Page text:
We cannot verify your location
Browse Book and Journal Content on Project MUSE
OR

Browse Results For:

Education

previous PREV 1 2 3 4 5 6 NEXT next

Results 21-30 of 1609

:
:
Access Restricted no This search result is for a Book

Acts of Reading

Exploring Connections in Pedagogy of Japanese

Hiroshi Nara & Mari Noda

Students who have completed a year of German read Brecht in their second year, those of Spanish read Cervantes. Teachers of first and second-year Japanese can often find nothing comparable. "Why aren't your students reading literature?" they are asked. "Why not Soseki? Or Murakami?" What are instructors of Japanese doing wrong? Nothing, according to the authors of this volume. Rather, they argue, such questions exemplify the gross misunderstandings and unreasonable expectations of teaching reading in Japanese. In Acts of Reading, the authors set out to explore what reading is for Japanese as a language, and how instructors should teach it to students of Japanese. They seek answers to two questions: What are the aspects of reading in Japan as manifested in Japanese society? What L2 (second-language) reading problems are specific to Japanese? In answering the first and related questions, the authors conclude that reading is a socially motivated, purposeful act that is savored and becomes a part of people's lives. Reading instruction in Japanese, therefore, should include teaching students how to work with text as the Japanese do in Japanese society. The second question relates more directly to traditional concerns in L2 reading. The authors begin with a general theory of reading. They then offer a welcome glimpse into the rich and complex perspectives-sometimes conflicting, other times symbiotic-on what reading is and how it is performed in L1 and L2, and, most importantly, on the web of interconnections between the phenomenology of reading and the demands it places on teaching approaches to reading in Japanese.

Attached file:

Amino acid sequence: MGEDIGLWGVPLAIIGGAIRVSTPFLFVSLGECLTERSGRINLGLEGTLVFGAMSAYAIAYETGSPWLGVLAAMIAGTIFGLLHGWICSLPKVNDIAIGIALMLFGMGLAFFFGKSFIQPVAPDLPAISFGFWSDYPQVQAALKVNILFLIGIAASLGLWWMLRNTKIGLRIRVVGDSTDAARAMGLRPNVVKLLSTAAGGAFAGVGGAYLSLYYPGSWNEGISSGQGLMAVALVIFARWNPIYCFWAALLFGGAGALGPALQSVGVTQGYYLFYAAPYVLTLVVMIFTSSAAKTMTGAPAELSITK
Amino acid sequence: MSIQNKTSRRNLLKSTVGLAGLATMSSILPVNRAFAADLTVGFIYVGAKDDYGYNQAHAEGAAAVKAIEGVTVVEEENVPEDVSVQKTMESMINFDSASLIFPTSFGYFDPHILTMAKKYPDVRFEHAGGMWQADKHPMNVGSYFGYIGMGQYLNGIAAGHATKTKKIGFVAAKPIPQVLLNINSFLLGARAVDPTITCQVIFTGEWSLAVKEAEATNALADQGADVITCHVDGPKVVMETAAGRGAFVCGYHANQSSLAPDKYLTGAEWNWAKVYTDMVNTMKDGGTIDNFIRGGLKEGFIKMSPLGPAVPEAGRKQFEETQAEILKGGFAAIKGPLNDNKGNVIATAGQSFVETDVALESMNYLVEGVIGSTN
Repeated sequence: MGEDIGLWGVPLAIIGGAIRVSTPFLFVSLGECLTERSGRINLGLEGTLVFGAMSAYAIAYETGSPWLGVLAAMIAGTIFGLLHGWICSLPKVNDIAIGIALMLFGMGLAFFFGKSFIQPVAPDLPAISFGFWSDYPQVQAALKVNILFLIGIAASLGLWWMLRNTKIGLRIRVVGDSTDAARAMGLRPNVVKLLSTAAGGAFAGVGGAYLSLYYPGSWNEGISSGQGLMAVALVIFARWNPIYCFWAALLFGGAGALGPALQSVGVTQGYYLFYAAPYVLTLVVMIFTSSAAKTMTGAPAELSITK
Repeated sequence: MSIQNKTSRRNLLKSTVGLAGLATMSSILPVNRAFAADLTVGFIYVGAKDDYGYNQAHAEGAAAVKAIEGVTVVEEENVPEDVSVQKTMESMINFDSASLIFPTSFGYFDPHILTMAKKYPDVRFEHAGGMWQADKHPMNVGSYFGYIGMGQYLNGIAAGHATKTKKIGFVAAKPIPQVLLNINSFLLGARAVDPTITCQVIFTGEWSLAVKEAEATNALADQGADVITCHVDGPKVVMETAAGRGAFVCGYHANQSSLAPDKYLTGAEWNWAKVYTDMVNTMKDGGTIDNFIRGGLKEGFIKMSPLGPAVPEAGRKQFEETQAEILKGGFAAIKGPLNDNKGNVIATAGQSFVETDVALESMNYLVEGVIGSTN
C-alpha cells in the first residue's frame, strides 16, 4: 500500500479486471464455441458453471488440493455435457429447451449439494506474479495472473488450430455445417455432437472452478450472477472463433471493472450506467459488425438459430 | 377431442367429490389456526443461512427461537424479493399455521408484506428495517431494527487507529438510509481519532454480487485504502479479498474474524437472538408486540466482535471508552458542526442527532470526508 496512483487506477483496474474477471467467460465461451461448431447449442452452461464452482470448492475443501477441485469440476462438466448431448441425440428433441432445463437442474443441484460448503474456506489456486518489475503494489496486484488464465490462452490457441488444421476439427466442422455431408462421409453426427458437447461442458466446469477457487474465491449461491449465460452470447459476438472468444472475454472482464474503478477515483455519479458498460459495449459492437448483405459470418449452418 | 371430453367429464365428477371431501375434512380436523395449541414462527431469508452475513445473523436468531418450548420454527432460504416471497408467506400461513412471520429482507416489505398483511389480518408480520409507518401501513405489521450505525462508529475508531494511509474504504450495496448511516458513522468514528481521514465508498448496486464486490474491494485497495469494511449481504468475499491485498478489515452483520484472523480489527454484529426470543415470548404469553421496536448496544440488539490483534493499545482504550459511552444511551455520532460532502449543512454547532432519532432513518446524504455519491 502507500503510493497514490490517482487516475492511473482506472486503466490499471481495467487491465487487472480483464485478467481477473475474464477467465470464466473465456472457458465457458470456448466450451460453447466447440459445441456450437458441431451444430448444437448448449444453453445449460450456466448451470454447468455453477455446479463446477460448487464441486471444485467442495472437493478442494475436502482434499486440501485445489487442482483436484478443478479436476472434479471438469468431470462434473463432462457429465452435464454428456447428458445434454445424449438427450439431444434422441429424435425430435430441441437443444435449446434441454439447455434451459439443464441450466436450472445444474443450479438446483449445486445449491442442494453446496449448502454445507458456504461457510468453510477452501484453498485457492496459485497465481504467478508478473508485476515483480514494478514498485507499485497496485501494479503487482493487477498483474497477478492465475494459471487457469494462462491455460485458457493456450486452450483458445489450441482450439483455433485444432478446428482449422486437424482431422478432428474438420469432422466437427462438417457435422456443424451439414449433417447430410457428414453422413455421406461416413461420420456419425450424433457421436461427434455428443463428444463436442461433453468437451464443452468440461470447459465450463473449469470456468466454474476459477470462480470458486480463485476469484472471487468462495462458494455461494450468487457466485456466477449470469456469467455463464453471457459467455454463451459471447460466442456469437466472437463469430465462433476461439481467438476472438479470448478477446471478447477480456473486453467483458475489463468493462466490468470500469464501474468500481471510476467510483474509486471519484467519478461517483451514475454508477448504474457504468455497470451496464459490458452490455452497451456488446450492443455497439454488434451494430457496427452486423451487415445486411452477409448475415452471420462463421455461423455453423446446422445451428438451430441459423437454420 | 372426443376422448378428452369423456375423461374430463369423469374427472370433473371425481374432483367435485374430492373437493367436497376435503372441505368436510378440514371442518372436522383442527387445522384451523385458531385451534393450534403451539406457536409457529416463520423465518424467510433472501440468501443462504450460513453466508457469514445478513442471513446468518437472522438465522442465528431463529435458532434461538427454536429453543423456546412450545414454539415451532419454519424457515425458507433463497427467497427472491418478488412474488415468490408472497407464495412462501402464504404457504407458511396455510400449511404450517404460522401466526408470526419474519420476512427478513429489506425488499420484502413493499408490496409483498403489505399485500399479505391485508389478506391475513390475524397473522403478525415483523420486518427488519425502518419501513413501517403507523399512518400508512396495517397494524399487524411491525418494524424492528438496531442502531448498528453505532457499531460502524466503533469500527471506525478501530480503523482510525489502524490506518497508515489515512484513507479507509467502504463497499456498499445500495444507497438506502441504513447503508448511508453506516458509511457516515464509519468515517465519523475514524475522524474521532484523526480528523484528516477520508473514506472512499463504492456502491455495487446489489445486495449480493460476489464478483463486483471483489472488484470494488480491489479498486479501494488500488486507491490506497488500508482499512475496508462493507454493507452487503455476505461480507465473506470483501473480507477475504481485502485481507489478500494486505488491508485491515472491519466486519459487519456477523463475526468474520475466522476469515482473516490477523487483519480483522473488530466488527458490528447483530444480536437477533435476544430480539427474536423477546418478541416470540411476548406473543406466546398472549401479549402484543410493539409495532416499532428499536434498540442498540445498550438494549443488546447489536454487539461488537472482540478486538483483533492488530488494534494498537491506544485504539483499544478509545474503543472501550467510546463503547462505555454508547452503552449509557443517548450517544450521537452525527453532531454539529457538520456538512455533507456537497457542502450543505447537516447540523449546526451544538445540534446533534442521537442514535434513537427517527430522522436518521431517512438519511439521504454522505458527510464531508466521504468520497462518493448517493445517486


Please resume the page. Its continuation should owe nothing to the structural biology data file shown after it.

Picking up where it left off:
Access Restricted no This search result is for a Book

Additive Schooling in Subtractive Times

Bilingual Education and Dominican Immigrant Youth in the Heights

Lesley Bartlett and Ofelia Garcia

Additive Schooling in Subtractive Times documents the unusually successful efforts of one New York City high school to educate Dominican immigrant youth, at a time when Latino immigrants constitute a growing and vulnerable population in the nation’s secondary schools. Based on four and a half years of qualitative research, the book examines the schooling of teens in the Dominican Republic, the social and linguistic challenges the immigrant teens face in Washington Heights, and how Gregorio Luperón High School works with the community to respond to those challenges. The staff at Luperón see their students as emergent bilinguals and adhere to a culturally and linguistically additive approach. After offering a history of the school’s formation, the authors detail the ways in which federal No Child Left Behind policies, New York State accountability measures, and New York City’s educational reforms under Mayor Bloomberg have complicated the school’s efforts. The book then describes the dynamic bilingual pedagogical approach adopted within the school to help students develop academic Spanish and English. Focusing on the lives of twenty immigrant youth, Bartlett and García also show that, although the school achieves high completion rates, the graduating students nevertheless face difficult postsecondary educational and work environments that too often consign them to the ranks of the working poor.